John Paul II explains why Justice leads us to this conclusion. Mary heard the hammer striking the nails as her Son was fastened to the cross. She saw with her own eyes the lance as it pierced His side and the water and blood that poured out onto the ground. Mary was in perfect union with the Son in his suffering on the Cross. So, from an argument based on justice we have another reason to conclude that Mary would have been the first to share in the joy of His Resurrection.
Hopefully we all love our own mothers. Jesus, who is the perfect Son, loved his mother even more. Being God He perfectly fulfilled the 4th commandment. Jesus loves everyone, but Mary was most open and therefore she is the most perfect vessel to receive that love. If we would want to console our own mother’s sorrow, how much more so would Jesus.
Love reveals what the skeptic is slow to believe.
The tradition that Mary was the first to witness our Lord’s Resurrection is not overly strong, but it is there. A fifth-century author named Sedulius claimed it was so. And St. Ignatius of Loyola also claimed it.
Christus Rex Web site has several pictures of the ruins of a Basilica in Jerusalem that was destroyed by the Moslems in 1009 AD, and it reports how the pilgrim Daniel visited “the chapel dedicated to Jesus’ apparition to his mother.”
Also see Lay Witness
Now, with the teaching of John Paul II on Wednesday, 21 May 1997 we have that to consider. He did not claim that it was infallibly revealed, but he did say that it was reasonable to conclude that the Blessed Mother was the first to witness Jesus’ Resurrection and obviously he believed it as well. See Official Vatican Web Site to verify that. See John Paul II’s General Audience.
Does Mark 16:9 “he appeared first to Mary Magdalene” preclude the possibility of an earlier apparition to the Blessed Virgin Mary?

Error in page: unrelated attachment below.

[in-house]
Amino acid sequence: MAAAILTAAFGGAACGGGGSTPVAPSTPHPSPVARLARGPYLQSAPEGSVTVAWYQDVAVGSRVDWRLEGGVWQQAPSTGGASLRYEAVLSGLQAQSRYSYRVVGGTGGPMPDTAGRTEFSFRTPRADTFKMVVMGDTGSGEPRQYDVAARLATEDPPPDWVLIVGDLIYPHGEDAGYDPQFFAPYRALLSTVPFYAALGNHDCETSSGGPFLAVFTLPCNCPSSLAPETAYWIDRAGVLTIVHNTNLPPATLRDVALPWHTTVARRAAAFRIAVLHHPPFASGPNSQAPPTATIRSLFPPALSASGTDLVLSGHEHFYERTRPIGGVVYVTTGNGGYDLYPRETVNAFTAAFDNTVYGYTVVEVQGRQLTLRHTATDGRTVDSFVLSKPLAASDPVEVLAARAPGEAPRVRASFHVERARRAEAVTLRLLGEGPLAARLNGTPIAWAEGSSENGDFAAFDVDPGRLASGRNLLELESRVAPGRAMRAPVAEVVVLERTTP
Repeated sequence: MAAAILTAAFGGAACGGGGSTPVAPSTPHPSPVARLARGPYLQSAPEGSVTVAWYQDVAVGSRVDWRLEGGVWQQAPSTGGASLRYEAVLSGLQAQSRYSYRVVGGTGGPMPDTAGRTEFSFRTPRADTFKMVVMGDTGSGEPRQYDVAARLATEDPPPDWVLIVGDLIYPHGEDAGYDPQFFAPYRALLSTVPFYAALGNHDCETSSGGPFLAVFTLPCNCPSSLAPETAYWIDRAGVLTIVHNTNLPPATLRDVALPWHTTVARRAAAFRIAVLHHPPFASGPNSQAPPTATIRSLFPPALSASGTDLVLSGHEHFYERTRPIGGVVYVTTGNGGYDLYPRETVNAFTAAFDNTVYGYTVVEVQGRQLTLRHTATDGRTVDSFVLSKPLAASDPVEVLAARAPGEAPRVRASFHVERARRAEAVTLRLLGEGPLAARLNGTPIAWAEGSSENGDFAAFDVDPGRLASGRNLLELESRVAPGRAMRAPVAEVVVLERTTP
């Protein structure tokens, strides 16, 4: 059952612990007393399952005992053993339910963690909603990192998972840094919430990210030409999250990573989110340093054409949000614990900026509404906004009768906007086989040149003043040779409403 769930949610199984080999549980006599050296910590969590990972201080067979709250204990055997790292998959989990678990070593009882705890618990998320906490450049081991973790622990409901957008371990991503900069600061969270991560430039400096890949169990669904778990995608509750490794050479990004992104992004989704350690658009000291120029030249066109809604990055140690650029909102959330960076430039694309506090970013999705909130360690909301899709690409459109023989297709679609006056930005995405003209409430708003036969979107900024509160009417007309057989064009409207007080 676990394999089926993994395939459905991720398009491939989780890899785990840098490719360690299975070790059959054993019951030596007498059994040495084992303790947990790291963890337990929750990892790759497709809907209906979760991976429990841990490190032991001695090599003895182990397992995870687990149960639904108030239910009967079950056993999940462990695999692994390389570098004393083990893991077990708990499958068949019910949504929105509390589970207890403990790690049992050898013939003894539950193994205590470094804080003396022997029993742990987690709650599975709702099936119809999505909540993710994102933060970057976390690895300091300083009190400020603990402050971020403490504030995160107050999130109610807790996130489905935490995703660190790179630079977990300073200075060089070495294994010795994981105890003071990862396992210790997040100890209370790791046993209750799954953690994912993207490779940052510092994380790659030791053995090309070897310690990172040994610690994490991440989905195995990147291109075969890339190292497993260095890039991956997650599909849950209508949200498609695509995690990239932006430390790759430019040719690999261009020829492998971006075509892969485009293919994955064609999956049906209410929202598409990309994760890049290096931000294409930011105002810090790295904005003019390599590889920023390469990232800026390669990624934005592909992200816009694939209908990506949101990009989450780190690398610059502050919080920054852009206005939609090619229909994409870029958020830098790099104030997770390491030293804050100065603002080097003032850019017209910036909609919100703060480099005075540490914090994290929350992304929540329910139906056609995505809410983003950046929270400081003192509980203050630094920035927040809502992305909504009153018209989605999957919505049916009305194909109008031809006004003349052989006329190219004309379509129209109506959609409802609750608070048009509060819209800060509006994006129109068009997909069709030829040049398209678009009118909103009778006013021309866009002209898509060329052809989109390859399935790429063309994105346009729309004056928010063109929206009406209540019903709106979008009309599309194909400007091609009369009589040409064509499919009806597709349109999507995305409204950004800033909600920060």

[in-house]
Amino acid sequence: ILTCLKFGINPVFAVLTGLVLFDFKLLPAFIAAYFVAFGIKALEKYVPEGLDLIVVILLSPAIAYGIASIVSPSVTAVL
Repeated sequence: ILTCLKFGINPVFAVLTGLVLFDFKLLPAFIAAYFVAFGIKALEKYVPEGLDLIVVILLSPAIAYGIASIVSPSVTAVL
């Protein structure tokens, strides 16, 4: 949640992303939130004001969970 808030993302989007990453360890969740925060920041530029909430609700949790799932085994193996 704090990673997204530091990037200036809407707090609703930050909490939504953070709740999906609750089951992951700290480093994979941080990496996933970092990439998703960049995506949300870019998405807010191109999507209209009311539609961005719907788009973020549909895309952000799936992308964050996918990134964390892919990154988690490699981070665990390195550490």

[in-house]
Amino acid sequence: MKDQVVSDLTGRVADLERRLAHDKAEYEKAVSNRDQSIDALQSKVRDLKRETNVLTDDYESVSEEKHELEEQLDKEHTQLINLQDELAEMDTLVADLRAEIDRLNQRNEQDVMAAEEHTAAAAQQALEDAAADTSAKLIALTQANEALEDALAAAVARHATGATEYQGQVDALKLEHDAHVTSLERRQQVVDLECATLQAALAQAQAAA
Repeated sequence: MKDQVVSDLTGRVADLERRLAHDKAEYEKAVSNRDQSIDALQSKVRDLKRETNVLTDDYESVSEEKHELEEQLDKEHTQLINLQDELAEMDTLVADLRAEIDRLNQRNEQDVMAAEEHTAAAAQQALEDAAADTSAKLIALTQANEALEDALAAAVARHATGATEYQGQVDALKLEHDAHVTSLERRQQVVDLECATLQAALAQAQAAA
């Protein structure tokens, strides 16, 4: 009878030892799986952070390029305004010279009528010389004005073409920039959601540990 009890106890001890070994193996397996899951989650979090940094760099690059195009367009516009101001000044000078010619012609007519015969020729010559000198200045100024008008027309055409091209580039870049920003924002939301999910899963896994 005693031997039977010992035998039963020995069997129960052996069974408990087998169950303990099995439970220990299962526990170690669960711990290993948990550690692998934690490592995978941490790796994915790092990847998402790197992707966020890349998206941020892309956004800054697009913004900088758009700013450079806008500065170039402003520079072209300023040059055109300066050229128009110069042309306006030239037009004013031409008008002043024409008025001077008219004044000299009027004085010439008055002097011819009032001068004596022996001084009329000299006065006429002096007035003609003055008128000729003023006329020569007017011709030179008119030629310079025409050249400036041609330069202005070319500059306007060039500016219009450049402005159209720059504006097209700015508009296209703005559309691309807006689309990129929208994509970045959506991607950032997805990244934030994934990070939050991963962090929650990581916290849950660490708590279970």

No. Many bible exegetes have affirmed that the wording is not conclusive as to who received the very first apparition.
The evangelist Mark was using the term “first” to convey the order of events after the resurrection that he [Mark] relates. First, Jesus appeared to Mary Magdalene, and then she went to and then she told the good news to the Apostles. It does not necessarily preclude the possibility of an earlier apparition.
So, why do Sacred Scriptures not record this event ?
John 20:30-31 clues us in as to why this event need not be included in Scriptures, but looking further we can see a possible reason why the Holy Spirit would have wanted to leave this visitation out of the Bible. Perhaps He wanted to help us attain something more valuable than just data for our intellect. Our minds were made to wonder and meditate about things. On the one hand we can speculate about the sordid innuendos and accusations that our fallen world constantly throws our way, or we can speculate about the things of God. Perhaps God wanted us to open our hearts by getting us wonder where was Jesus when the tomb was found empty. What would have motivated His heart ? How much love did the perfect Son have for the perfect Mother ? Why would Mary be absent from the tomb? Did she already know something the others did not ?
As we contemplate about Jesus we can draw much fruit as we think about how much we each love our own mother. Maybe God intended the answers to some questions to remain hidden until we pondered those questions with love in our hearts because only in the context of love could the real answers be known. Love opens heart as well as the mind to a deeper understanding of the things of God.